Last month the Global Trade and Innovation Policy Alliance (GTIPA)—a coalition of 34 independent think tanks from 25 nations—published a report evaluating the innovation policies of 23 countries and the European Union*. GTIPA’s research sought to identify the three areas of innovation policy that were strongest and the three areas with the greatest room for improvement in order to build a robust and comprehensive roadmap of the state of innovation around the world.
The GTIPA analysis revealed several key findings across a diverse and wide-ranging set of policies and regulations related to innovation. The below summary captures some of the most significant takeaways and highlights where specific countries performed best or had the most opportunity to grow:
- Many countries have established dedicated government agencies, councils or organizations responsible for innovation on the national level. Ghana, for example created the Presidential Advisory for Council on Science Technology and Innovation, while Chile established the National Office of Productivity and Entrepreneurship. The report also cited the developments of similar agencies in Honduras and the United Kingdom, and flagged that in a handful of countries—including Malaysia, Italy and the U.S.—the lack of this type of organization could be posing a barrier to further innovative progress.
- Several countries have worked to put tax measures and other incentives in place to help encourage innovation. Chile, for instance, now offers a flat 46 percent R&D tax credit, and Poland has introduced innovation vouchers and loan programs as part of an effort to support innovation by small and medium-sized enterprises. Argentina, Canada, Italy and Korea were also cited as having recently implemented strong and novel tax measures to encourage innovation. In Germany, on the other hand, a lack of tax incentives for innovation was identified as an area of weakness.
- A handful of nations have also taken steps to improve their regulatory frameworks to help better support innovative industries. In Korea and the Philippines, “regulatory sandboxes” have been introduced—which help ensure that development of regulation is able to keep pace with the rate of innovation and firms can carry out small scale, live testing of innovative products and processes. Argentina and Chile have implemented one-day registration for new businesses. In other countries like Canada, India, Korea, Honduras and South Africa, weak regulatory environments were flagged as challenges to innovation.
The GTIPA analysis revealed several key findings across a diverse and wide-ranging set of policies and regulations related to innovation.
- Open data platforms are being leveraged by some countries to spur innovation. Pakistan, Taiwan, Mexico and the European Union were all cited as leaders in making data available to the public. In Taiwan, under the “Action Plan for Open Data,” government organizations are being required to have an open data committee and establish open-dataset goals. The European Union’s Ministerial Declaration on e-Government pledges to link-up members’ public e-services and adopt a “once-only” policy (i.e., ask citizens for data only once).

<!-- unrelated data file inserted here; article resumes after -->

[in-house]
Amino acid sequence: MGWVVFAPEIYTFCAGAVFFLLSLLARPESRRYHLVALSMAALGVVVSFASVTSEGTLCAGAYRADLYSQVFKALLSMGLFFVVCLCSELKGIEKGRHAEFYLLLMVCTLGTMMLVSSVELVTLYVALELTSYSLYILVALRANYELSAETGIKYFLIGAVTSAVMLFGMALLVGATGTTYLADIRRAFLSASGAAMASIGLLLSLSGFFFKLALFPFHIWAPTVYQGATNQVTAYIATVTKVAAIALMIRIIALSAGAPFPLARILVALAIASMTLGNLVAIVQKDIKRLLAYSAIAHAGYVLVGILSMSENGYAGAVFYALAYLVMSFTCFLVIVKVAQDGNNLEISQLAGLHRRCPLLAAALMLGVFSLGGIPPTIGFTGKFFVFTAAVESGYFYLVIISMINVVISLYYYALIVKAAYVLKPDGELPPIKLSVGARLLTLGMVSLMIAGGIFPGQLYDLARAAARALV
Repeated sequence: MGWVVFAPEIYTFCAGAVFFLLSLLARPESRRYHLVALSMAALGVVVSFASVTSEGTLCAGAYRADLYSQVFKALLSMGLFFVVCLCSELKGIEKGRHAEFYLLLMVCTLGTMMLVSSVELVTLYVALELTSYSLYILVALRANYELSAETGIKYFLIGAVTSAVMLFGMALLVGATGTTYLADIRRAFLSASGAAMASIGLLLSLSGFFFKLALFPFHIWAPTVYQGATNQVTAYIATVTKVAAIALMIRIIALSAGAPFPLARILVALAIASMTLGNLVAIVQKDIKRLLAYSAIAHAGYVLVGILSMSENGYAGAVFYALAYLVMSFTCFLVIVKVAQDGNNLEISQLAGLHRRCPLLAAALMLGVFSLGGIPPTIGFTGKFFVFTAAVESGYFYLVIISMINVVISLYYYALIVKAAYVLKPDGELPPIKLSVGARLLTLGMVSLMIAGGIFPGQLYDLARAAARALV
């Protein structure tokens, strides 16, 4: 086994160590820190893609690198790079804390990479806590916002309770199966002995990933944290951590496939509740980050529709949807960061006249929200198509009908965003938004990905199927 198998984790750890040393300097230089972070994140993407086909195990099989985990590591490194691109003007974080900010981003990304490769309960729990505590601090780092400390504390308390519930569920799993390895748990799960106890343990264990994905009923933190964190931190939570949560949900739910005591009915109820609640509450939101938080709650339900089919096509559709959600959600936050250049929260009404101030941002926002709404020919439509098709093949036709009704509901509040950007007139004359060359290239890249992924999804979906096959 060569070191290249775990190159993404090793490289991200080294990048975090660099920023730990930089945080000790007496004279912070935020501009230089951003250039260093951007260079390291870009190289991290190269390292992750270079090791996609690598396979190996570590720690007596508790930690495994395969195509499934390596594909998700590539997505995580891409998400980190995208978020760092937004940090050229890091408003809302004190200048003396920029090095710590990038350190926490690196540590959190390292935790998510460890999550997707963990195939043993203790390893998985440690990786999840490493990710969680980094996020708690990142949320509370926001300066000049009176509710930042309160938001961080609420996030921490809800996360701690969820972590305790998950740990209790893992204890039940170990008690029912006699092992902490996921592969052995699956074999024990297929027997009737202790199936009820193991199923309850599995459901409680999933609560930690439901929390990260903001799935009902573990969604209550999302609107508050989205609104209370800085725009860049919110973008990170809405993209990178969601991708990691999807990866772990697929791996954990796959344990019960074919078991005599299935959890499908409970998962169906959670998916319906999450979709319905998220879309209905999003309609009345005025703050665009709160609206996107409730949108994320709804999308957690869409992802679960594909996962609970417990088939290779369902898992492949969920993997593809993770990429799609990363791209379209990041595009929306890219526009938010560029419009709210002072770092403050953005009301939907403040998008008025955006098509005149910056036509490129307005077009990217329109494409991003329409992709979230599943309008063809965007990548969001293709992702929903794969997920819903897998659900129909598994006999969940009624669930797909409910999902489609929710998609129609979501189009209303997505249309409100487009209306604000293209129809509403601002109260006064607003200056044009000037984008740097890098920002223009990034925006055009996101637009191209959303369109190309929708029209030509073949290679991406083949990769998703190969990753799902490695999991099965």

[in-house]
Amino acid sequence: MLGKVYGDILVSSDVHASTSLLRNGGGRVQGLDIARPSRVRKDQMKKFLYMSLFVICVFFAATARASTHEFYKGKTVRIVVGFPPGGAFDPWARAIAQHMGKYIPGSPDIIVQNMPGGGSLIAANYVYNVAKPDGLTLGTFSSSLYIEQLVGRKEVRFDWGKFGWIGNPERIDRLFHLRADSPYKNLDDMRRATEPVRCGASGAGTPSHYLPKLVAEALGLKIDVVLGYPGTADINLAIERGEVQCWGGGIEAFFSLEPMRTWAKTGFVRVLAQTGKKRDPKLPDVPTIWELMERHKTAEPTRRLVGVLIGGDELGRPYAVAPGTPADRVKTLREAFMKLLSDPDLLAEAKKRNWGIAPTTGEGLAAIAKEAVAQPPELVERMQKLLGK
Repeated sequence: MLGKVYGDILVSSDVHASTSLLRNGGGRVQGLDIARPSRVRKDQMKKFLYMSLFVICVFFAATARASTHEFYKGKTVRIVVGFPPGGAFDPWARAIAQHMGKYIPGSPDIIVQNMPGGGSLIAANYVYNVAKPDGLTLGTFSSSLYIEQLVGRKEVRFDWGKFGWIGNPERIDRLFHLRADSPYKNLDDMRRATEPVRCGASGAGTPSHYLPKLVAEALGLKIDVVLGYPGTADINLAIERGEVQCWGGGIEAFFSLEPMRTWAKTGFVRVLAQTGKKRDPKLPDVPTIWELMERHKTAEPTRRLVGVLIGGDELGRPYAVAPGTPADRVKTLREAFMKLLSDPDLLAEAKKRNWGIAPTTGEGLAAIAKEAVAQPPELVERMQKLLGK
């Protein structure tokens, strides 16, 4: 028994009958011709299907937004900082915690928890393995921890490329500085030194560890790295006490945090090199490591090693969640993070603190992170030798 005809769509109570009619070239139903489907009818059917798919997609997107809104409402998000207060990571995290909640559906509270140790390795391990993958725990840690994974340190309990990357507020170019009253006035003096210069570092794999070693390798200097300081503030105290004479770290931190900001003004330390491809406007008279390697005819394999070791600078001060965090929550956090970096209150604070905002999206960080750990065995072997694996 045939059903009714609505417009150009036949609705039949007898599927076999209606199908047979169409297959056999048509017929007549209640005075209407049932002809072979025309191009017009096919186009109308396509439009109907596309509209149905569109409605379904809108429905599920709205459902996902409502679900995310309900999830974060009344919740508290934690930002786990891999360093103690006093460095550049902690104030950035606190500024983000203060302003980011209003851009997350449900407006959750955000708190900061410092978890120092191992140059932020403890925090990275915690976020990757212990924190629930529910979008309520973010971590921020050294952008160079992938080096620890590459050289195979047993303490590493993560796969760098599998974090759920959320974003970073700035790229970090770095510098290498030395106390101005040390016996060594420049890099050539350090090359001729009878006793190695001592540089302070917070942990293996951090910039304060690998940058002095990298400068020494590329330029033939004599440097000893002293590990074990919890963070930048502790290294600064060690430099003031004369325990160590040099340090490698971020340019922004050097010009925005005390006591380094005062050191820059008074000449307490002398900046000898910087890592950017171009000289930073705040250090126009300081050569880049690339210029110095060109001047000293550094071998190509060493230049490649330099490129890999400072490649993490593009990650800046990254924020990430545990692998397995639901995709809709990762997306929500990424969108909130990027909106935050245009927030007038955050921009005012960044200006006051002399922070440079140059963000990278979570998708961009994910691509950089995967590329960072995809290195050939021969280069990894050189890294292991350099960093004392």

- Countries around the world are implementing leadership strategies to grow in several innovative areas. Canada, the European Union and Korea have all adopted strategies to spur growth in artificial intelligence, while Bangladesh, Malaysia, Mexico, the Philippines and Sweden have been working to define strategies around manufacturing digitalization. The Filipino government, for instance, launched the Inclusive, Innovation-led Industrial Strategy, representing a new approach that puts competition and innovation at the center of the nation’s industrial policy.
- The most consistently cited challenges to innovation included weak intellectual property (IP) protections, the need for stronger workforce training systems, and obstacles to effective technology transfer and commercialization of innovation. Bangladesh, Canada, China, India, Mexico, Malaysia, and South Africa in particular were cited as having difficult IP environments, with governments in many of these countries introducing harmful measures such as compulsory licensing. Meanwhile, Argentina, Chile, Germany, Korea, Taiwan and Sweden all struggle to attract, train and retain talented professionals in innovative industries. And with regard to technology transfer and innovation, the GTIPA report found that only the U.S. performed strongly in these areas, while Italy, Canada, Sweden, India and the Philippines in particular reported issues around industrializing innovation.
To dive deeper into these findings and explore the specific innovation landscapes for each of the countries included in GTIPA’s research, find the full report here.
*Countries included in the report: Argentina, Bangladesh, Canada, Chile, China, Colombia, India, Italy, France, Ghana, Germany, Honduras, Korea, Malaysia, Mexico, Pakistan, Philippines, Poland, South Africa, Sweden, Taiwan, United Kingdom, United States and the European Union